The World Bank Doing Business Report 2018 ranks Mauritius ahead of South Africa for the first time and the leading position in the Sub-Saharan Africa region.
According to investment banking firm, Bravura Holdings, in the race between Mauritius and South Africa for the most investor-friendly regime, South Africa’s island rival is gaining ground. It said that political turmoil, corruption, a weakening rand and credit downgrades have hit South Africa’s economy hard – while Mauritius boasts political stability and a flourishing economy.
Mauritius has been ranked 25th out of 190 countries by the World Bank’s Doing Business Report 2018 and Mauritius’ score went from 75.45 to 77.54. The country’s ranking witnessed a significant leap of 24 places compared to last year. South Africa, meanwhile, is ranked 82nd among 190 economies, having deteriorated from 74th in 2016 to 82nd in 2017.
In Sub Saharan Africa, Mauritius is ahead of countries such as Rwanda (41), Morocco (69), Kenya (80), Botswana (81) and South Africa in the 82nd place.
Investment into Mauritius and other Sub-Saharan African jurisdictions has increased significantly, said Soria Hay of Bravura.
“Both South African and foreign investors and businesses are looking to more attractive states; tired of dealing with South Africa’s pedestrian returns and the challenging regulatory environment, while still facing the volatility and risks of an emerging market.”
Bravura, an independent investment banking firm specialising in corporate finance and structured solutions services, has a primary listing on the Stock Exchange of Mauritius and a secondary listing on the Namibian Stock Exchange, with offices in Mauritius, South Africa, Namibia and Australia.
Bravura said that South Africa has lost growth momentum, with the economy in a downward growth trend over the past several years. Growth in 2016 marked the lowest rate in the past 16 years, apart from the 2009 recession. Economists project that the economy will grow between 0.6% and 0.7% in 2017, and only 1.1% in 2018.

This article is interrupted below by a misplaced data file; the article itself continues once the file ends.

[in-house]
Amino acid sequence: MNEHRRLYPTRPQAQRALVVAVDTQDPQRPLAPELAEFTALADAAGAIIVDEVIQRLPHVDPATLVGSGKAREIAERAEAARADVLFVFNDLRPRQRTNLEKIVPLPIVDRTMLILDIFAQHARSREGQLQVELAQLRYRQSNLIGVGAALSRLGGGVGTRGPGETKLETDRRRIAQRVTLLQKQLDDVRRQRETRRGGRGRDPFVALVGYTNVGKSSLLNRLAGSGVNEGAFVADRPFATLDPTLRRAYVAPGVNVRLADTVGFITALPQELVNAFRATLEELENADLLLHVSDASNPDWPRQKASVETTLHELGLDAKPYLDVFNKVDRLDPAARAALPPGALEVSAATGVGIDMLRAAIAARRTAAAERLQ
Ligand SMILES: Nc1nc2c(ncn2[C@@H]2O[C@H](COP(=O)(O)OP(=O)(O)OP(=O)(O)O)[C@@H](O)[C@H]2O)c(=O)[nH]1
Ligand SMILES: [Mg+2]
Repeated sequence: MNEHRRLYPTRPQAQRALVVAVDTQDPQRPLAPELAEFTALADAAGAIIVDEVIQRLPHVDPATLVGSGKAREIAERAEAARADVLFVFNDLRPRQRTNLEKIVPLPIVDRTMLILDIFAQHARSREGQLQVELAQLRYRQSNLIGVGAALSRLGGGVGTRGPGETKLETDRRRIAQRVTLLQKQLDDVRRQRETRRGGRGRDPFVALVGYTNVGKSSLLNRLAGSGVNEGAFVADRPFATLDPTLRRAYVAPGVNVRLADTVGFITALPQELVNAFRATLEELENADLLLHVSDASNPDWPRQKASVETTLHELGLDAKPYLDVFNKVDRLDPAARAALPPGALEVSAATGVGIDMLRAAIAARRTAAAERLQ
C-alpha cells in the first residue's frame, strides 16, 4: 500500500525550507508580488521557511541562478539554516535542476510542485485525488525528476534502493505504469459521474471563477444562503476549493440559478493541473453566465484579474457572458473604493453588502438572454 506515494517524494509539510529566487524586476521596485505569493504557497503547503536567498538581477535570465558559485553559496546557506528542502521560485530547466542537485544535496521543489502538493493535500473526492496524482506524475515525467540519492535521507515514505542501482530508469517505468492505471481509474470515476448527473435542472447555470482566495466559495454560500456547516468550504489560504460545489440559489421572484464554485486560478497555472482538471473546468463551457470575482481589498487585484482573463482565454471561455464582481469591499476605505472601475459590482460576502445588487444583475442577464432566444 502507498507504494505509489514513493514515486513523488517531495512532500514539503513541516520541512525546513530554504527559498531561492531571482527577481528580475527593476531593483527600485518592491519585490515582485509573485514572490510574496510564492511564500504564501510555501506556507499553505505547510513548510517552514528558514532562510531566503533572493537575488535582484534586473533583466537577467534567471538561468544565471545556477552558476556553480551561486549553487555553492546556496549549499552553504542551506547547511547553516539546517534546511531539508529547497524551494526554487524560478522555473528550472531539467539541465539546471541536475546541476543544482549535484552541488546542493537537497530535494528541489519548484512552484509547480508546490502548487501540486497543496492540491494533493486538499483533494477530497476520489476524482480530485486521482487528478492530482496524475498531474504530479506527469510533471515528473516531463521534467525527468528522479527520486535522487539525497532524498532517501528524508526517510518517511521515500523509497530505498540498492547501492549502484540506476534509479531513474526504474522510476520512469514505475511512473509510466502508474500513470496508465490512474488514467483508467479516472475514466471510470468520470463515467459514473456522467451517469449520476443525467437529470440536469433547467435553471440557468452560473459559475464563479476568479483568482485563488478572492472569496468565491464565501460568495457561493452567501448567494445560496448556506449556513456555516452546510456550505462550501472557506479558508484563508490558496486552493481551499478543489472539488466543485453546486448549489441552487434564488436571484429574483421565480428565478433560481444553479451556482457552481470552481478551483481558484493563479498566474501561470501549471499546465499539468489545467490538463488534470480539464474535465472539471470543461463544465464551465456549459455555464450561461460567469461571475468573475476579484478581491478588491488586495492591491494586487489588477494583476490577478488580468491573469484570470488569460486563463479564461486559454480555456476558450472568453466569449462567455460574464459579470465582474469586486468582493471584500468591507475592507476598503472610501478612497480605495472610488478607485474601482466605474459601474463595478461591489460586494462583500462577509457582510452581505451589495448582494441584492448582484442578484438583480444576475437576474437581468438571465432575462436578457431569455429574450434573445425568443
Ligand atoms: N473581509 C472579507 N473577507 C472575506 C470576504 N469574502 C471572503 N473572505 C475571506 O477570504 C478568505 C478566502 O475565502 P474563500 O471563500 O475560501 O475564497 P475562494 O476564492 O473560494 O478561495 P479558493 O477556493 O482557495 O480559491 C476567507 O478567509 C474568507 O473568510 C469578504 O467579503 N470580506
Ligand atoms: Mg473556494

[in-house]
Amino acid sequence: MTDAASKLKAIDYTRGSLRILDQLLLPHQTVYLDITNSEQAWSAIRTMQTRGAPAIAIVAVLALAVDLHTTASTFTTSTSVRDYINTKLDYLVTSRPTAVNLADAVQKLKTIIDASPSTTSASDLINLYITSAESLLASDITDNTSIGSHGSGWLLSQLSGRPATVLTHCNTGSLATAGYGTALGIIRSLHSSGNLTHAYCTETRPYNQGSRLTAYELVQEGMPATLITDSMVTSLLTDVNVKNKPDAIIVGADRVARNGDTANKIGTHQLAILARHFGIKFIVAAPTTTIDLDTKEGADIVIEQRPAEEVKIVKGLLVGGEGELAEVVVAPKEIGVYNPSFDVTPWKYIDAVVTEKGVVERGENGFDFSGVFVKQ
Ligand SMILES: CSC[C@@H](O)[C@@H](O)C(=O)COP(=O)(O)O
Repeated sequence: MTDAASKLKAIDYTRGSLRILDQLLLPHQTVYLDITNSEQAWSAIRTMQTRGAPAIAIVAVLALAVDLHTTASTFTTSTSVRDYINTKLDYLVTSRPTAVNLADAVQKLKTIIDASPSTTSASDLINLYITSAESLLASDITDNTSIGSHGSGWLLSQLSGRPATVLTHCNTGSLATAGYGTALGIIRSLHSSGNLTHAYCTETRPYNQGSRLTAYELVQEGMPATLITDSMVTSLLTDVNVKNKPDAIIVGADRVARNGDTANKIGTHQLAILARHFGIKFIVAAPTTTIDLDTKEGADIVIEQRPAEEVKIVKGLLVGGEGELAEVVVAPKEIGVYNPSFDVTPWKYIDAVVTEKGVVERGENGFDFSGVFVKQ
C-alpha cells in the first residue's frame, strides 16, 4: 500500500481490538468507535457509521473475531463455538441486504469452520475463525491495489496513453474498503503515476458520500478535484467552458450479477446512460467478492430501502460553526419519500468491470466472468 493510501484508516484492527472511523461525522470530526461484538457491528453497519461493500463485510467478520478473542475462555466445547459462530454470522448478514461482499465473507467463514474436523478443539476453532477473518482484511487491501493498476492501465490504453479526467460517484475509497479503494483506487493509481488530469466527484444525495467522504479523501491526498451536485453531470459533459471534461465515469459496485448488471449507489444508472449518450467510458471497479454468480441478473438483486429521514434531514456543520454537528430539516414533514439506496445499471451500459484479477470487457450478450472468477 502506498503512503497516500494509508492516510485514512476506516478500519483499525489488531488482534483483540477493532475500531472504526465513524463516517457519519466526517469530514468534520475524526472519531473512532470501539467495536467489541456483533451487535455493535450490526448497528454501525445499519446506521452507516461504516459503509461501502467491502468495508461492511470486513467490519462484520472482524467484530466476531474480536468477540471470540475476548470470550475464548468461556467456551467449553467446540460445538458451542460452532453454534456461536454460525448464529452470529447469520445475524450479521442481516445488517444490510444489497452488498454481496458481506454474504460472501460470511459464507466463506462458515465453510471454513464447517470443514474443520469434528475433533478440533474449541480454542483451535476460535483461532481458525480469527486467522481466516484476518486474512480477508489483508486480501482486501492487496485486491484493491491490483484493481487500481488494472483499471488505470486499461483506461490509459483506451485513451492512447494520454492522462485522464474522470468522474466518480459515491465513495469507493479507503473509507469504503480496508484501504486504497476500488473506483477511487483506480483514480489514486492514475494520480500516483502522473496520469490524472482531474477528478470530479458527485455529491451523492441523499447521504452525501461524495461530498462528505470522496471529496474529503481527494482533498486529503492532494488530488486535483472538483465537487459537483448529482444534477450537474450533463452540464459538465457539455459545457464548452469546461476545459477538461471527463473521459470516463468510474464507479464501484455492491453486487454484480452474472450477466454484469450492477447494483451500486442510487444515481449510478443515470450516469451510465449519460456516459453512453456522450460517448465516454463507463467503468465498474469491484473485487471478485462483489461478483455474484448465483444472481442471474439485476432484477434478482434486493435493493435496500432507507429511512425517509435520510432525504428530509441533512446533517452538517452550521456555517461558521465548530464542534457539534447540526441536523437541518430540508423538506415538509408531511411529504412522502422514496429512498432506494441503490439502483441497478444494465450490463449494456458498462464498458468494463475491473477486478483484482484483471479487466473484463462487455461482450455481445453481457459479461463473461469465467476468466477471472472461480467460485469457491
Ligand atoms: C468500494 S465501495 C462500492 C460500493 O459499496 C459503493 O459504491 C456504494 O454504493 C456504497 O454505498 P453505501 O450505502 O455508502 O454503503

“The low growth is mainly a result of South Africa experiencing an investment recession due to a lack of business confidence and policy uncertainty. Internal events like political infighting, wide-spread corruption and the problems with state owned entities like Eskom and SAA are adding to the woes.
“Recent figures released by the OECD show that South Africa’s economic growth is now below that of both sub-Saharan Africa and world growth, and this is not a trend that will change in the foreseeable future,” Bravura said.
In stark contrast to South Africa, Mauritius provides a secure, stable and well-regulated jurisdiction and has set itself up as a preferred domicile for African capital, said Hay. “Mauritius boasts well-developed infrastructure, the most healthy and educated workforce in Africa, the most efficient goods market and strong institutions.
The island country, Hay said, is creating flexibility for global companies, making Mauritius very attractive for business. Incentives, including lengthy tax holidays for certain types of companies, have further been created to support innovation and the creation, or implementation of, technology throughout the country.
Hay highlights that the Mauritian government is working proactively to attract investors through the Economic Development Board and the creation of Special Economic Zones.
“An Economic Development Board (EDB) is being set up, which will spearhead all investment and export promotion matters. Measures such as releasing companies holding a GBC1 Licence, that are also listed in another jurisdiction, from prospectus requirements, aim to promote Mauritius as a capital raising platform by reducing legislative burdens.
“The Stock Exchange of Mauritius is aiming to transform the local debt market and setting up an international capital market to attract international governments and companies from Africa and other regions to issue multi-currency bonds in Mauritius.”
Hay conceded that when it comes to the size and scope of a local market, South Africa will always win with its population of over 50 million and the largest middle class in Africa.
“The ability to do business within South Africa itself makes South Africa more than just a location for corporate headquarters and remains the most compelling argument to base a business there, the analyst said.
However, from GDP numbers to FDI flows to credit ratings, other African countries like Mauritius are not just catching up to South Africa, but taking over.
“It remains obvious that South Africa has limited time to get economic, political and social trends moving in a positive direction if it wishes to stem the flow of FDI to neighbouring countries and claw back the desired status as a key gateway to Africa. And that needs to be a unified focus,” said Hay.